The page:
2. RQ.2: Can information about cryptography improve
Android malware detection?

We believe that answering these questions will
shed more light on the mechanisms of Android
malware, providing new insights for its analysis,
characterization, and detection. In this paper, we propose
two main contributions. First, we deliver a comprehensive
comparison of how cryptography is employed
in 603 937 malicious and benign applications released
in the last decade. Such a comparison is carried out
with an open-source[1], scalable approach that inspects
(among others) the usage of hash functions, symmetric
and public-key encryption, PRNGs, etc. In total, we
inspect over 106 of cryptographic API expressions.

1: The code is acessible from
arXiv:2205.05573v1 [cs.CR] 11 May 20

Second, we show that cryptographic features can
be used to augment the performances of state-of-the-
art malware detectors, demonstrating their discriminant
power in distinguishing malicious and benign
applications. We also employ techniques inherited
from the interpretation of learning models to point out
possible connections between cryptographic API and
malicious actions.

The attained results show many intriguing and surprising
trends. For example, in contrast to benign
applications, malware authors do not typically resort
to strong cryptography to perform their actions. We
show that malware often favors the use of cryptographically
defeated primitives, e.g., weak hash functions
MD5 (Wang and Yu, 2005) or SHA-1 (Stevens et al.,
2017), or symmetric encryption scheme DES (Biham
and Shamir, 1991). These insights can also be
especially useful to learning-based models, which can
leverage these cryptographic trends to improve the
detection rate of malware. We believe that the results
presented in this work can constitute a seminal step to
foster additional research on the relationship between
cryptography and Android malware.

The paper is organized as follows: In Section 2,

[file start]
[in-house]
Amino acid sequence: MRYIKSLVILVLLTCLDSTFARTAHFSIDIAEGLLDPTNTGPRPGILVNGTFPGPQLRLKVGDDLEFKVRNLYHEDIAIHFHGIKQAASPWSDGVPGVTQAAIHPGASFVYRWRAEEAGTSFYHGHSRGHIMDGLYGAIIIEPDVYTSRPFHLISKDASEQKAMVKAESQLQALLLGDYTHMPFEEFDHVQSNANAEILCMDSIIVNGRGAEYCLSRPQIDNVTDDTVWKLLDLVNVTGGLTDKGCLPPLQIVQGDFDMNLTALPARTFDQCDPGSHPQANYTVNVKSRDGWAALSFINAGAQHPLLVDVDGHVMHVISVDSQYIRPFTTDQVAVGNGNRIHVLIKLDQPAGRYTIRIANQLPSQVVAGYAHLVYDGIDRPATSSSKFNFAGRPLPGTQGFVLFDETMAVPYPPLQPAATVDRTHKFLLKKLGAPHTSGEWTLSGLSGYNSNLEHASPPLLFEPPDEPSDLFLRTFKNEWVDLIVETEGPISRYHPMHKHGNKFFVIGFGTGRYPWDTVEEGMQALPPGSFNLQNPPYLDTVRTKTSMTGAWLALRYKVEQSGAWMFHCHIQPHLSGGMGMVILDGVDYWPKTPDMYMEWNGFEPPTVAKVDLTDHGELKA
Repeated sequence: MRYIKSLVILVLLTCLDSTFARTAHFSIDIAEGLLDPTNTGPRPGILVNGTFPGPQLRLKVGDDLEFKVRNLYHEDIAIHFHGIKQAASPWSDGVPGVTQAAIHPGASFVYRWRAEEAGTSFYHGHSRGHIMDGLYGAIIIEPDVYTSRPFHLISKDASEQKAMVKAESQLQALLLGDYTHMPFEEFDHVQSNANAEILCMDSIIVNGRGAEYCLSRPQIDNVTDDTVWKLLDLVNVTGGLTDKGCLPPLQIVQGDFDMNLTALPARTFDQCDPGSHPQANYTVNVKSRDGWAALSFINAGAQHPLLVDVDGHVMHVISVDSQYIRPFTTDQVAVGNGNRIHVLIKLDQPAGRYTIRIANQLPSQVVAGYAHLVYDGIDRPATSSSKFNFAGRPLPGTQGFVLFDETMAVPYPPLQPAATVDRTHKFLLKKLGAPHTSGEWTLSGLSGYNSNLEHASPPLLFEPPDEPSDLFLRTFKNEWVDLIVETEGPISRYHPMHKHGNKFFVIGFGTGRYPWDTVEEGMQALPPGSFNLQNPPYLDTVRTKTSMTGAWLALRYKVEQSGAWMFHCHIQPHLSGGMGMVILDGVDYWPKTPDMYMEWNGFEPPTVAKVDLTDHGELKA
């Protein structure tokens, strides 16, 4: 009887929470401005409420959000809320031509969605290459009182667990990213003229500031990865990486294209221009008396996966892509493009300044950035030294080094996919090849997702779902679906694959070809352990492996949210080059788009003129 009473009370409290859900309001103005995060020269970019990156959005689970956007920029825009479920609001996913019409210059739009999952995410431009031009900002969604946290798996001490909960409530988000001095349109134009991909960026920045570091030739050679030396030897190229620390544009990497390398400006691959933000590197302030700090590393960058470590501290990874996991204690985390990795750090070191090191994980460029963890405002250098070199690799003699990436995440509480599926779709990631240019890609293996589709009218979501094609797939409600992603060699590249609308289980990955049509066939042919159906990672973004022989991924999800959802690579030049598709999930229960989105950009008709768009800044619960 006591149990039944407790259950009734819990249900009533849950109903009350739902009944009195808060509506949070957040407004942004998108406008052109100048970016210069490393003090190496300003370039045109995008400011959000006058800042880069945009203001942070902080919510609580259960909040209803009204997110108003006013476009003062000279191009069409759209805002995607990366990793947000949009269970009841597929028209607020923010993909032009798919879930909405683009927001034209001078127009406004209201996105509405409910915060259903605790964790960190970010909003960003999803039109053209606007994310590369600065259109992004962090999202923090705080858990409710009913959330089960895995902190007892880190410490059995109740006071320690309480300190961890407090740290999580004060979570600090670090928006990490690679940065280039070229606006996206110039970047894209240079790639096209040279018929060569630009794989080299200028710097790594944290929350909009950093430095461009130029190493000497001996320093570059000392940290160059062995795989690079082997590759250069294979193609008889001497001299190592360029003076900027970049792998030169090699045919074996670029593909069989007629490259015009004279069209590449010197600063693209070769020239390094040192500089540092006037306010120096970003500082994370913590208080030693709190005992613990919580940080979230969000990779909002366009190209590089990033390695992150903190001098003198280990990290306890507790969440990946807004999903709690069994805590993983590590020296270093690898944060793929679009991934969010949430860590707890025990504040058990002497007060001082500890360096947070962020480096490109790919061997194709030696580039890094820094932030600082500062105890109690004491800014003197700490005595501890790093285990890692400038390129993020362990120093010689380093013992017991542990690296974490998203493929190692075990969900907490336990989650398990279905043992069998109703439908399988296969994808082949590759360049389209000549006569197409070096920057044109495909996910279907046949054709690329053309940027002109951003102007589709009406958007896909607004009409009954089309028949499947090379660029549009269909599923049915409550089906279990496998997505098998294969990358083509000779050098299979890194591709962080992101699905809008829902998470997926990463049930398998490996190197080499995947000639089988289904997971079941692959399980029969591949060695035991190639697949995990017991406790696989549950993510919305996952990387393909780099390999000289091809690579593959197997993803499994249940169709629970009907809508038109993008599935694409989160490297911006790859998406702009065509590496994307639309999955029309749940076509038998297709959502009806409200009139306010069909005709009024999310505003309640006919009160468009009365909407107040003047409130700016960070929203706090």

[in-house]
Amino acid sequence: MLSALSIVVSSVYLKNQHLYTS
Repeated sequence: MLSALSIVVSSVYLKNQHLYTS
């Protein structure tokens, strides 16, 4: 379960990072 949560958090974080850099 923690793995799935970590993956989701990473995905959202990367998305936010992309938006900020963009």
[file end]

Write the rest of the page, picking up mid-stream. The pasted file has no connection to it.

we describe the methodology of our analysis. In Section
3, we answer the first research question. Section 4
discusses cryptographic API in relation to malware
detection. The limitations of our study are discussed
in Section 5. Section 6 describes the related work and
Section 7 closes the paper with the conclusions.


This section describes the methodology we employed
to extract and analyze the cryptographic API embedded
in Android applications. We start by formalizing
the problem, properly defining its domain and various
constraints. We then show how we implemented
this formalism in practice by discussing our developed
analysis framework. Our findings are based on the
static analysis of the Java source code obtained by the
decompilation of the Android executables.

2.1 Problem Formalization

We organize the problem formalization in two parts:
part one treats the definition of the crypto-routines of
interest for our analysis, part two describes the process
of locating those routines in the application source

I. Definition of Crypto-Routines.

Given a set of Android applications, we denote the set of
all possible functions F contained in their source code as:

F = U∪S∪T = C∪Cc,

Where U represents the set of functions defined by the
user, S is the set of system-related functions contained
in the Android SDK, and T is the set of functions
belonging to third-party libraries. Given a set of known